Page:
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Technology Insights

Rebecca Nichols and Donna LaLonde

One of the Standards for Mathematical Practice calls on students to “Use appropriate tools strategically.” In part, this practice viewed through a statistical lens is described in the Statistical Education of Teachers (SET) report as, “Statistically proficient students at various grade levels are able to use technological tools to carry out simulations for exploring and deepening their understanding of statistical and probabilistic concepts.” The landscape of educational technology also includes tools for enhancing our professional practice. In this column we will discuss and describe educational technology to support K–12+ pedagogy and practice.

Our colleagues in New Zealand offer us an incredible tool for data analysis called iNZight. Professor Chris Wild from the Department of Statistics at the University of Auckland leads the project which includes both a desktop version and iNZight Lite, which is an online version. iNZight Lite lets you import your own data set or explore one of the many example data sets; visualize and conduct statistical analysis on the data, and even modify the data, to explore hidden secrets behind the data.”

Both versions have user-friendly interfaces. For example, the desktop iNZight’s quick drag-and-drop interface makes it easy to create graphs of your data. iNZight automatically detects the variable type as either numeric or categorical, and draws a dot plot, scatter plot, or bar chart.

Figure 1: Bar chart of mode of travel to school from a random sample of size 500 from New Zealand Census at School data created by iNZight.

Chris Wild has created a video for getting started with iNZight Lite and there are both help pages and videos for iNZight. As you will see, it is easy to use. It may be easiest to get started using iNZight Lite. Check it out with the Census at School data!

Analyzing Census at School Data (U.S. and International) with iNZight Lite

Census at School is an international classroom project that engages students in grades 4–12 in statistical problem solving using their own real data. Students complete a brief online survey, analyze their class census data, and compare their class with random samples of participating students in their country and other countries. This international program began in the United Kingdom in 2000 to promote statistical literacy in school children and has grown to include the UK, New Zealand, Australia, Canada, South Africa, Ireland, Japan, and the United States.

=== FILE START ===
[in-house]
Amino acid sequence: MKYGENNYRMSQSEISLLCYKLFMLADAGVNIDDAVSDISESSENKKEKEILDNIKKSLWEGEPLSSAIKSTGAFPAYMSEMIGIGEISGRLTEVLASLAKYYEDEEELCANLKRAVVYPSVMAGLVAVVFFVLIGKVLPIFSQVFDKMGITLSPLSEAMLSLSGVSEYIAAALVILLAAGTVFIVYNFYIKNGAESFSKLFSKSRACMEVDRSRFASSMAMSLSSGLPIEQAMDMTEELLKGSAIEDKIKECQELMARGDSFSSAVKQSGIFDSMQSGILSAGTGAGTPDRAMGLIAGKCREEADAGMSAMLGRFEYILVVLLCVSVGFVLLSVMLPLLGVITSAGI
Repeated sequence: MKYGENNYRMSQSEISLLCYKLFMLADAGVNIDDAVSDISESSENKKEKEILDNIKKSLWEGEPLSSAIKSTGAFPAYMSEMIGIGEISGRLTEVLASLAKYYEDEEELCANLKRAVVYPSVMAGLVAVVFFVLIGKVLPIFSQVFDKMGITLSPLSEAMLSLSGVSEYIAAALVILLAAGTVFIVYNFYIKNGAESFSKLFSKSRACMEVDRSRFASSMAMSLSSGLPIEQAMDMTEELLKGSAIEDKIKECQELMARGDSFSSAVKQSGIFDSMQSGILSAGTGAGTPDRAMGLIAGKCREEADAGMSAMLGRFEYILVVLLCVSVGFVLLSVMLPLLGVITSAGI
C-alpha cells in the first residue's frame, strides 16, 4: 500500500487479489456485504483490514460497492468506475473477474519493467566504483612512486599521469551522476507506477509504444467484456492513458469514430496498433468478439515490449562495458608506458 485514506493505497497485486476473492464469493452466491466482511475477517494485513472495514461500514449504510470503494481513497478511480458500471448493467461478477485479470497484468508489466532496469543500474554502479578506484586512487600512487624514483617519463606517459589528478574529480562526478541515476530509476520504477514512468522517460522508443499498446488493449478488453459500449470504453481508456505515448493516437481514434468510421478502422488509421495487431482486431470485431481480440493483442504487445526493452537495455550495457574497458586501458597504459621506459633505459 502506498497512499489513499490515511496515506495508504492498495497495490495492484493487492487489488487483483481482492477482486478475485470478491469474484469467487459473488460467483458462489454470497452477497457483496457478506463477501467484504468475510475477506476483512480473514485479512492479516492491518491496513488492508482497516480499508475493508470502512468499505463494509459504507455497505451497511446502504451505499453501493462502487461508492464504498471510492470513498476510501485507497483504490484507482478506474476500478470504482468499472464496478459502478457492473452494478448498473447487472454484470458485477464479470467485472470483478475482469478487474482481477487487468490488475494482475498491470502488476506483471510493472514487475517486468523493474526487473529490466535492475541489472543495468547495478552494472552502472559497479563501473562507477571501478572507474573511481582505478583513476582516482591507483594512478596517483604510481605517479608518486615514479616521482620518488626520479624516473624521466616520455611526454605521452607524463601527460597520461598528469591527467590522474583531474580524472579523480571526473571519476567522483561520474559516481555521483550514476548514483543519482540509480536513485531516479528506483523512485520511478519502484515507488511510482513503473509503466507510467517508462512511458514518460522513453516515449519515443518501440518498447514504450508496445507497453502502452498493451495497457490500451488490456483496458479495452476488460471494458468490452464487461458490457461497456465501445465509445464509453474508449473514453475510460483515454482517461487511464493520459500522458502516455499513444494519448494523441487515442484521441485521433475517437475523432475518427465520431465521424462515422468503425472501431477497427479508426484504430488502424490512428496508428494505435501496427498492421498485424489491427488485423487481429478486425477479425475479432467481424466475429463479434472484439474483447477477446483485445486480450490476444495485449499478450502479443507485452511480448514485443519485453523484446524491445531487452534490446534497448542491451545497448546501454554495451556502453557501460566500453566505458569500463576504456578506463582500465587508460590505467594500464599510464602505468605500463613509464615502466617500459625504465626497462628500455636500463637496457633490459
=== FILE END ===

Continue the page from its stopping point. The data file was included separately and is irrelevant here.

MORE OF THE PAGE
Under the direction of their teachers, students in grades 4–12 anonymously complete an online questionnaire. The questions ask about such things as the length of their right foot, height, favorite subject in school, and how long it takes them to get to school. Thirteen questions are common to the countries participating in Census at School and each country also adds its own questions specific to the interests of its students. Periodically, the national data from the 13 common questions go to an international database.

Census at School New Zealand now hosts the random sampler for the international Census at School data, the New Zealand data, and also for the cleaned USA data. Their online random sampler allows students and teachers to take random samples up to size 1000 from the international, New Zealand, or U.S. database and either download the data or start up the online iNZight Lite software with the data already loaded and ready for analysis. Census at School – United States also provides a Random Sampler tool to generate a sample of USA Census at School data. This provides access to the messy U.S. data that has not been cleaned and does not yet have the option for automatic download into the iNZight Lite software through the U.S. site.

It is easy to explore Census at School data with iNZight Lite. The following graphs and numerical summaries were quickly constructed after downloading a random sample of size 1000 from the international data and then another random sample of size 1000 from the U.S. data.

Figure 2: Distribution of travel time to school by country from a random sample of size 1000 from the international Census at School data created by iNZight Lite.

Figure 3: Bar chart of preferred superpower by gender from a random sample of size 1000 from the U.S. Census at School data created by iNZight Lite.

Figure 4: Scatterplot of height and arm span from a random sample of size 1000 from the U.S. Census at School data created by iNZight Lite.

The “Summary” tab immediately above the plot provides the appropriate numerical summaries. The “Inference” tab also provides inferential statistics based on normal theory or bootstrap methods. Because the random samples are taken from the database of students participating in Census at School, we need to be careful of our population of participating students and conclusions. Participation in Census at School is voluntary and the data are not representative of students in a particular state or country in general.

We hope you enjoy analyzing Census at School data with iNZight Lite and consider participating in Census at School with your students. It is free, easy, and provides a variety of numerical and categorical variables to teach the statistics concepts using real data about your students. You can also engage your students in the entire statistical investigative process with Census at School. Students can formulate statistical questions of interest that can be answered with the Census at School data, collect/select the appropriate data, analyze the data including appropriate graphs and numerical summaries, and interpret the results and make appropriate conclusions in context.